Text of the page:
Kataifi with Cream Filling |

Kataifi is a traditional Turkish pastry made from filo dough, soaked in water and rolled into thin sheets. The pastry can be filled with cream or other sweetened mixtures.

Kataifi is a traditional Turkish dessert made of thin strands of dough that are layered and rolled into a cylinder, then filled with cream.


  • 12 cup sugar 212 cup sugar 212 cup sugar 212 cup sugar 212 cup sugar 212
  • 14 cup of water
  • a quarter-cup of lemon juice
  • orange blossom water, 2 tblsp

Filling: cream

  • 4 cups milk12 cup rice flour12 cup rice flour12 cup rice flour12 cup rice flour12 cup rice flour12 cup rice flour12 cup
  • 12 cup cream (heavy)
  • a quarter cup of sugar


  • 1 pound frozen kataifi (knafe) pastry
  • melted 2 sticks or 12 pound unsalted butter
  • 2/3 cup finely chopped pistachios to serve as a garnish


It’s intended to be served hot, but it’s also delicious cold.

  • First, make the syrup. Cook the sugar, water, and lemon juice together over low heat for 5 to 8 minutes, or until the mixture is just thick enough to coat the back of a spoon. Another method to check is to pour a drop over a cold plate and see whether it spreads out like water. If it doesn’t, it’s ready. Cook for a few more minutes after adding the orange blossom water. Â Allow it to cool before placing it in the refrigerator to chill. Â (If you have overdone the syrup and it gets too thick to pour when it is cold, you can save it by adding a little water and bringing it back to a boil.)
  • To create the filling, combine the rice flour and just enough cold milk to form a smooth, creamy mixture. Bring the remaining milk, together with the cream, to a boil, ideally in a non-stick pan (this stops the cream sticking at the bottom and burning). Using a wooden spoon, aggressively mix in the rice flour paste. Â Leave it on very low heat for 15 to 20 minutes, stirring continuously, until the mixture is fairly thick, being careful not to scrape any burned pieces from the bottom of the pan. Â Then mix in the cream and sugar well.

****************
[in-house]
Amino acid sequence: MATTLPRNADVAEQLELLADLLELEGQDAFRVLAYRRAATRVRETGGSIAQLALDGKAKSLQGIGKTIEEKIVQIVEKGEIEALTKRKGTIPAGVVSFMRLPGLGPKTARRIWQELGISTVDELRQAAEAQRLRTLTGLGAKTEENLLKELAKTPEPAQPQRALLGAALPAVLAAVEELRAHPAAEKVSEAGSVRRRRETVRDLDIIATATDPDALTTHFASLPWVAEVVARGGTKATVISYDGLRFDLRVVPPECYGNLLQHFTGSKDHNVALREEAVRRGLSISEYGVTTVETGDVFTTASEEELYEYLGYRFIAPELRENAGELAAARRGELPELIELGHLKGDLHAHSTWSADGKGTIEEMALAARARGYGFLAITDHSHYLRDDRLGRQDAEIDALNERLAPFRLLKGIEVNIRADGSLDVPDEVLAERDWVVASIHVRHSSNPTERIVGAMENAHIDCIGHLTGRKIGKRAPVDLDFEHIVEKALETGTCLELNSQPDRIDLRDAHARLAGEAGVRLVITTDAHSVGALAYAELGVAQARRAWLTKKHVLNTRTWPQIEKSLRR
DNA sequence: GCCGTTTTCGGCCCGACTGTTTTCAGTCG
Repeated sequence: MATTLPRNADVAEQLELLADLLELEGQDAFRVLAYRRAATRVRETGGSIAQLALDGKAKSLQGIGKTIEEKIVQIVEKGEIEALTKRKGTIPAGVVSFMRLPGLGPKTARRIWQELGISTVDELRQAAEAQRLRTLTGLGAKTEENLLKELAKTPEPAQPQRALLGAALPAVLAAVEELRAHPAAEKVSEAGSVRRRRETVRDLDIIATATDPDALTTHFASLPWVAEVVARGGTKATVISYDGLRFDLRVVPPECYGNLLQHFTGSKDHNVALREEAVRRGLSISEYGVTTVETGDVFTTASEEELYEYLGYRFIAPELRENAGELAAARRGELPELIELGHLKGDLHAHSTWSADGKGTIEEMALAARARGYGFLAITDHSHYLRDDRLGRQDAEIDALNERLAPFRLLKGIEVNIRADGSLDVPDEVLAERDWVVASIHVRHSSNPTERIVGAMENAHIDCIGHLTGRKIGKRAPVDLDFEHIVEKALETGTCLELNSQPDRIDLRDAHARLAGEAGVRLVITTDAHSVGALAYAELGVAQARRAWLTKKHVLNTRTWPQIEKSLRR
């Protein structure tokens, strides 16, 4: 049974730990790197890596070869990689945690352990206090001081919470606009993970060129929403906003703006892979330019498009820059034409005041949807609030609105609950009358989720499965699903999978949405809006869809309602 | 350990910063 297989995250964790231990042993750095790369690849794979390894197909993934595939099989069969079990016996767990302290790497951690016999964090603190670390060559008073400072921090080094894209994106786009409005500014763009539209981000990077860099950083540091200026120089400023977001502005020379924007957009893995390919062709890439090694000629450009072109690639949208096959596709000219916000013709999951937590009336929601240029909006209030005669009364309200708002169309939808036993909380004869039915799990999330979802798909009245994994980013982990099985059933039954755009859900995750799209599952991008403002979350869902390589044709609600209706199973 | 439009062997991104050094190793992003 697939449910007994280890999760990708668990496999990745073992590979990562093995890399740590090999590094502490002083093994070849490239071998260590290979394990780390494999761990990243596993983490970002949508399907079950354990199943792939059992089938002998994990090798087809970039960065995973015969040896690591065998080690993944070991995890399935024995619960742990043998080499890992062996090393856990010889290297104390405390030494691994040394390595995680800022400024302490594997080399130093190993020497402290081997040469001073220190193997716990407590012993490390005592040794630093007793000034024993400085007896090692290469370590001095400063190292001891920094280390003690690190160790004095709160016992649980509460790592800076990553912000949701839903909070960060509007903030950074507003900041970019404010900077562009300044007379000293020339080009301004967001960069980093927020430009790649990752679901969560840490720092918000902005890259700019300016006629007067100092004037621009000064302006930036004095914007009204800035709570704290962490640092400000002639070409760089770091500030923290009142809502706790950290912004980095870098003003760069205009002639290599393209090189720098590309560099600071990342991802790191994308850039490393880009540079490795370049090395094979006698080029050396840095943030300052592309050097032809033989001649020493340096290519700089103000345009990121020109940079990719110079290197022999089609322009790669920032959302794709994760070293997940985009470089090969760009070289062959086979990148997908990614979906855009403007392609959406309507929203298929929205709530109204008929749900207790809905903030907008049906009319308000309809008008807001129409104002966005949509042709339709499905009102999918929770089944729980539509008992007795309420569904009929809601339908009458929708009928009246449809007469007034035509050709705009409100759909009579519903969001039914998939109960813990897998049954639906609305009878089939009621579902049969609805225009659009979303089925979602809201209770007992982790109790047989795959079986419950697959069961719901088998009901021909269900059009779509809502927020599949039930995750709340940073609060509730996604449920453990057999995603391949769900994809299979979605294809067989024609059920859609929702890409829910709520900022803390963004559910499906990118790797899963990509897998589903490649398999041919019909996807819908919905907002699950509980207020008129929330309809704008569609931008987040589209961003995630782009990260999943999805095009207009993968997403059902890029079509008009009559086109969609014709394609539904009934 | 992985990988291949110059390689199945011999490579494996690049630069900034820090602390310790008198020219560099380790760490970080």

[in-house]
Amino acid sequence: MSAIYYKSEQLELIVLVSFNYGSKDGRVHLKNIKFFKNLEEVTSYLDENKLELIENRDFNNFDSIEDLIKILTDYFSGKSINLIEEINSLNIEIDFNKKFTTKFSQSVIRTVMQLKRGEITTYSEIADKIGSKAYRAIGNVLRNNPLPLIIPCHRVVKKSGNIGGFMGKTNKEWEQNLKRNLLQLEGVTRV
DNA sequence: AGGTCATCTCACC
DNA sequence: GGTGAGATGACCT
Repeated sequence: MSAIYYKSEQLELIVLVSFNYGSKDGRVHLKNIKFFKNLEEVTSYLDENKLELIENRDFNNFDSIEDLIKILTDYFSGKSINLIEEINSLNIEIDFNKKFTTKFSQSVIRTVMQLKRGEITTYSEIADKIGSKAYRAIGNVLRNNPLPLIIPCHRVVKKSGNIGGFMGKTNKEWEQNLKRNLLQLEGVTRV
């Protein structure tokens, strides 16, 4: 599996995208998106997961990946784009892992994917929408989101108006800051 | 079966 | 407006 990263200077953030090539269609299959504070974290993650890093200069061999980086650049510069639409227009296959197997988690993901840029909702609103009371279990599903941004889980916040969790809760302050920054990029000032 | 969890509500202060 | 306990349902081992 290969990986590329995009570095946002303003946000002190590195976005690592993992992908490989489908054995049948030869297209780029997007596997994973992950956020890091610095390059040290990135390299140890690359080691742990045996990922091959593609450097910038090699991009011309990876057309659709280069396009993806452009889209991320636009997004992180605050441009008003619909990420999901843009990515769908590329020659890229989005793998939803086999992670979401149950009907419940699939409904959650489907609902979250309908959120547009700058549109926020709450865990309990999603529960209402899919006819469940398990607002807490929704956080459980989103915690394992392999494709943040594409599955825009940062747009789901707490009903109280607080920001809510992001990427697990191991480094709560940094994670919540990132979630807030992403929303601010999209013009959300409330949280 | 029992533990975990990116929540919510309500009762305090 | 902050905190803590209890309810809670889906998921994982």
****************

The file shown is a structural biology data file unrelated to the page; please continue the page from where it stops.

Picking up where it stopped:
• In a large mixing bowl, place the kataifi pastry. Â Pull out and split the threads as much as possible using your fingertips. Melt the butter and, when it has somewhat cooled, pour it over the pastry and massage it in well with your fingers, pulling out and separating the strands and flipping them over so that they do not stay together and are completely covered in butter.
  • Half of the dough should be spread over the bottom of a big circular pie pan with a diameter of 11 to 12 inches. Cover with the remainder of the puff pastry and spread the cream filling evenly over it. Â Firmly press it down and flatten it with the palm of your hand. Preheat the oven to 350°F and bake for approximately 45 minutes. Â Some people prefer to brown the bottom of the crust, which will show up on top when the dough is turned out, by putting it over high heat on the stove top for a short while. Others want the pastry to be as white as possible.
  • Run a sharp knife along the edges of the osmaliyah just before serving to release the sides and turn it out onto a large serving plate. Pour the chilled syrup over the heated pastry and generously sprinkle the chopped pistachios on top.
  • Alternatively, pour just half of the syrup over the pastry and distribute the remainder around in a jug for everyone to help themselves to if they want more.


Kataifi with Cream Filling is a traditional dessert that is made from finely ground filo dough, filled with cream and topped with pistachios. Reference: kataifi dough recipe.

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Una is a food website blogger motivated by her love of cooking and her passion for exploring the connection between food and culture. With an enthusiasm for creating recipes that are simple, seasonal, and international, she has been able to connect with people around the world through her website. Una's recipes are inspired by her travels across Mexico, Portugal, India, Thailand, Australia and China. In each of these countries she has experienced local dishes while learning about the culture as well as gaining insight into how food can be used as a bridge between different cultures. Her recipes are often creative combinations of traditional ingredients from various different cuisines blended together to create something new.